Series: Developments in Primatology: Progress and Prospects Volume: 37
550 pages, 8 colour & 40 b/w illustrations
The ontogeny of each individual contributes to the physical, physiological, cognitive, neurobiological, and behavioral capacity to manage the complex social relationships and diverse foraging tasks that characterize the primate order. For these reasons Building Babies explores the dynamic multigenerational processes of primate development. Building Babies is organized thematically along the developmental trajectory: conception, pregnancy, lactation, the mother-infant dyad, broader social relationships, and transitions to independence.
In Building Babies, the authors showcase the myriad approaches to understanding primate developmental trajectories from both proximate and ultimate perspectives. These collected chapters provide insights from experimental manipulations in captive settings to long-term observations of wild-living populations and consider levels of analysis from molecule to organism to social group to taxon. Strepsirrhines, New World monkeys, Old World monkeys, apes, and humans are all well-represented. Contributions by anthropologists, microbiologists, psychologists, population geneticists, and other primate experts provide Building Babies a uniquely diverse voice.
Building Babies features multi- and trans-disciplinary research approaches to primate developmental trajectories and is particularly useful for researchers and instructors in anthropology, animal behavior, psychology, and evolutionary biology. Building Babies also serves as a supplement to upper-level undergraduate courses or graduate seminars on primate life history and development. In these contexts, Building Babies provides exposure to a wide range of methodological and theoretical perspectives on developmental trajectories and models how researchers might productively integrate such approaches into their own work.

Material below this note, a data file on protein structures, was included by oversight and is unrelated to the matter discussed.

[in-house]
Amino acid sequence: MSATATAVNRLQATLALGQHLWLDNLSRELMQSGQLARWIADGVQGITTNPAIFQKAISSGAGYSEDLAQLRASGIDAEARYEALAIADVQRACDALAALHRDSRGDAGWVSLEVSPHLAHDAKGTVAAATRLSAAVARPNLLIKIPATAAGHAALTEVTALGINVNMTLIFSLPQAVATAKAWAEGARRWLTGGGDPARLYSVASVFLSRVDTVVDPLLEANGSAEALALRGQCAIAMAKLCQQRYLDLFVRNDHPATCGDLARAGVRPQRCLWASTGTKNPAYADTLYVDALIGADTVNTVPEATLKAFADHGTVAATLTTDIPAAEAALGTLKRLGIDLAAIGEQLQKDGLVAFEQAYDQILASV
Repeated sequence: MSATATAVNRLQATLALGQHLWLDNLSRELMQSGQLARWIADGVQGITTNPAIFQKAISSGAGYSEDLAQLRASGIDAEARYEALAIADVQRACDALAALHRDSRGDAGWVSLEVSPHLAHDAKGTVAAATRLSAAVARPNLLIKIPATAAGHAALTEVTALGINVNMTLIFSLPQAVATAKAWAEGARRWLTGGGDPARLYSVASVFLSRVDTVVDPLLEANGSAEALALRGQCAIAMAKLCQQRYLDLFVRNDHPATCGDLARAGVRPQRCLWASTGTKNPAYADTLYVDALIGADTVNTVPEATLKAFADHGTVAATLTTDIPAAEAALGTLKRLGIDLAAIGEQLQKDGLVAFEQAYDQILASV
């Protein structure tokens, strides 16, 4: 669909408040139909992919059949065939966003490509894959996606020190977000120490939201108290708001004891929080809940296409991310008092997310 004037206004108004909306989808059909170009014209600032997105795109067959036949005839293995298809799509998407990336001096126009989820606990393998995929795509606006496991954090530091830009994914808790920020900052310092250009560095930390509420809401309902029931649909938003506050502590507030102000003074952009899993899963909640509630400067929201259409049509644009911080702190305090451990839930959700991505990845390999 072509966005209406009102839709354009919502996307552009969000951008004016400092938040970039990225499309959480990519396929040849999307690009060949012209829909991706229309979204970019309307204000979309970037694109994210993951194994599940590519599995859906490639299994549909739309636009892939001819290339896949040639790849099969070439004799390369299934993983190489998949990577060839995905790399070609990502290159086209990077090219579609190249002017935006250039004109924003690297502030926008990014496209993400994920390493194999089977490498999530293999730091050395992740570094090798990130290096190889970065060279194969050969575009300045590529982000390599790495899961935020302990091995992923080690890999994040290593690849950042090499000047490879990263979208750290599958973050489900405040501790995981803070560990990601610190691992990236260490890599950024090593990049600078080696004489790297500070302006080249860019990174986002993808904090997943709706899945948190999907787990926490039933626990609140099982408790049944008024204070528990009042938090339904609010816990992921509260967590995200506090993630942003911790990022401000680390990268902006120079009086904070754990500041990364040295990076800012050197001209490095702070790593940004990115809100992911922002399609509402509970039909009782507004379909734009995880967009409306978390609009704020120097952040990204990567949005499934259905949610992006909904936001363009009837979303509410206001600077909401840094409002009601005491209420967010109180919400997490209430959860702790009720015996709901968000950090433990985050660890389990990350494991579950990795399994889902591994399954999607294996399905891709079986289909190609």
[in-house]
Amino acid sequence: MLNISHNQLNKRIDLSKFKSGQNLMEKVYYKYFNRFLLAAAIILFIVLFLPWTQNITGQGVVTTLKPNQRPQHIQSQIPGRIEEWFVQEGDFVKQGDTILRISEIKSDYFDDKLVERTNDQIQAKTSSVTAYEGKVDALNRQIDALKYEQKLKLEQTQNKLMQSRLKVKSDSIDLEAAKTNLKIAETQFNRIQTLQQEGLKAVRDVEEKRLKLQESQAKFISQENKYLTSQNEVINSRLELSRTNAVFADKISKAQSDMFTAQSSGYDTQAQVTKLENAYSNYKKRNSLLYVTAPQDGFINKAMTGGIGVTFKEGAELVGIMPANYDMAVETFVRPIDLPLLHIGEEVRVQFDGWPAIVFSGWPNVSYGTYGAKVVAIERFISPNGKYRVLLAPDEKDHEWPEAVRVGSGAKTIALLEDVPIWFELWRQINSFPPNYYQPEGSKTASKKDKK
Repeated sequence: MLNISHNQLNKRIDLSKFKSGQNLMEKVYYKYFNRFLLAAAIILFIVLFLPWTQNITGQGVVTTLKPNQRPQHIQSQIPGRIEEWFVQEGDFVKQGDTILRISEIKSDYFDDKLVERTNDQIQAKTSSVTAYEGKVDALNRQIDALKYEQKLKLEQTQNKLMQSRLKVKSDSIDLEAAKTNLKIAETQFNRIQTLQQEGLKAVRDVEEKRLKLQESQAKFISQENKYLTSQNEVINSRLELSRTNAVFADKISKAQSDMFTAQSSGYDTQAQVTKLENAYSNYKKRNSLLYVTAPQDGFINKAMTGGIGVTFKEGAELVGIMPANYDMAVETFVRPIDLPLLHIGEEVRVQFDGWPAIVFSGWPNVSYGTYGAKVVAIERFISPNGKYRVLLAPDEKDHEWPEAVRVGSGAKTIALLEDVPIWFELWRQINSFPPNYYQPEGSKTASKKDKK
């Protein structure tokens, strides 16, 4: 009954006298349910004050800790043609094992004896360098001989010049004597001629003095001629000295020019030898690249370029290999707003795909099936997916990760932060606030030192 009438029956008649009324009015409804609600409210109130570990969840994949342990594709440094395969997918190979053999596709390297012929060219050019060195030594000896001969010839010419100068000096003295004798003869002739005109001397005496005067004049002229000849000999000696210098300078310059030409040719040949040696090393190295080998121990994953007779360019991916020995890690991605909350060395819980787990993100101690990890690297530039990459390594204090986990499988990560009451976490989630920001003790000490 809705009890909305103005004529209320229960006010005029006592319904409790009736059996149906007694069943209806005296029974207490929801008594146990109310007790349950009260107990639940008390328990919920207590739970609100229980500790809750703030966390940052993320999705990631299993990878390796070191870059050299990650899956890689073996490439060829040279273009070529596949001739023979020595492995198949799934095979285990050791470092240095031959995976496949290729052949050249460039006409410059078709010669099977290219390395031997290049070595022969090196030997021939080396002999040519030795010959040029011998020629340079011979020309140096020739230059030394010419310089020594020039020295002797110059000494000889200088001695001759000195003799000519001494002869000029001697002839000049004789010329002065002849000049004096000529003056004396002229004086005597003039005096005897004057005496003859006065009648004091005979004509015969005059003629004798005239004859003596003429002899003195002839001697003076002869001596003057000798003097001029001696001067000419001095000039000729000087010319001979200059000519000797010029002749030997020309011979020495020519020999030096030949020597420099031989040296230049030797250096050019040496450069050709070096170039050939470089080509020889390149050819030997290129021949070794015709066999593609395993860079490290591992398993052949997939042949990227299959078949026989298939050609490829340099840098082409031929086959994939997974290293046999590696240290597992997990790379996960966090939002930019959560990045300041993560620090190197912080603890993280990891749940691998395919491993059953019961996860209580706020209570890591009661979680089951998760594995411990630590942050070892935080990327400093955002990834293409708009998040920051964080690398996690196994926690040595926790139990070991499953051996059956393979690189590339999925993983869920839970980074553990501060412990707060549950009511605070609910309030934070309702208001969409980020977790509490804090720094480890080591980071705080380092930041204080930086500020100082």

I. CONCEPTION & PREGNANCY
1. Inflammation, reproduction, and the Goldilocks Principle
2. The primate placenta as an agent of developmental and health trajectories across the lifecourse
3. Placental development, evolution, and epigenetics of primate pregnancies
4. Nutritional ecology and reproductive output in female chimpanzees (Pan troglodytes): variation among and within populations
II. FROM PRE- TO POST-NATAL LIFE
5. Prenatal androgens affect development and behavior in primates
6. Navigating transitions in HPA function from pregnancy through lactation: implications for maternal health and infant brain development
7. Genome-environment coordination in neurobehavioral development
8. Building Marmoset Babies: Trade-offs and Cutting Bait
III. MILK: COMPLETE NUTRITION FOR THE INFANT
9. Lactational programming: mother's milk predicts infant behavior and temperament
10. Do bigger brains mean better milk?
11. Infant gut microbiota: developmental influences and health outcomes
IV. MOTHERS AND INFANTS: THE FIRST SOCIAL RELATIONSHIP
12. Maternal influences on social and neural development in rhesus monkeys
13. Behavioral Response of Mothers and Infants to Variation in Maternal Condition: Adaptation, Compensation and Resilience
14. The role of mothers in the development of tool-use in chimpanzees
V. THE EXPANDING SOCIAL NETWORK
15. Reproductive strategies and infant care in the Malagasy primates
16. When dads help: male behavioral care during primate infant development
17. Ontogeny of social behavior in the genus Cebus and the application of an integrative framework for examining plasticity and complexity in evolution
VI. TRANSITIONS TO JUVENILITY AND REPRODUCTIVE MATURITY
18. Identifying proximate and ultimate causation in the development of primate sex-typed social behavior
19. Future adults or old children? Integrating life history frameworks for understanding primate positional patterns
20. Quantitative genetic perspectives female macaque life histories: heritability, plasticity, and trade-offs
21. Cultural evolution and human reproductive behavior
22. The ontogeny of investigating primate ontogeny
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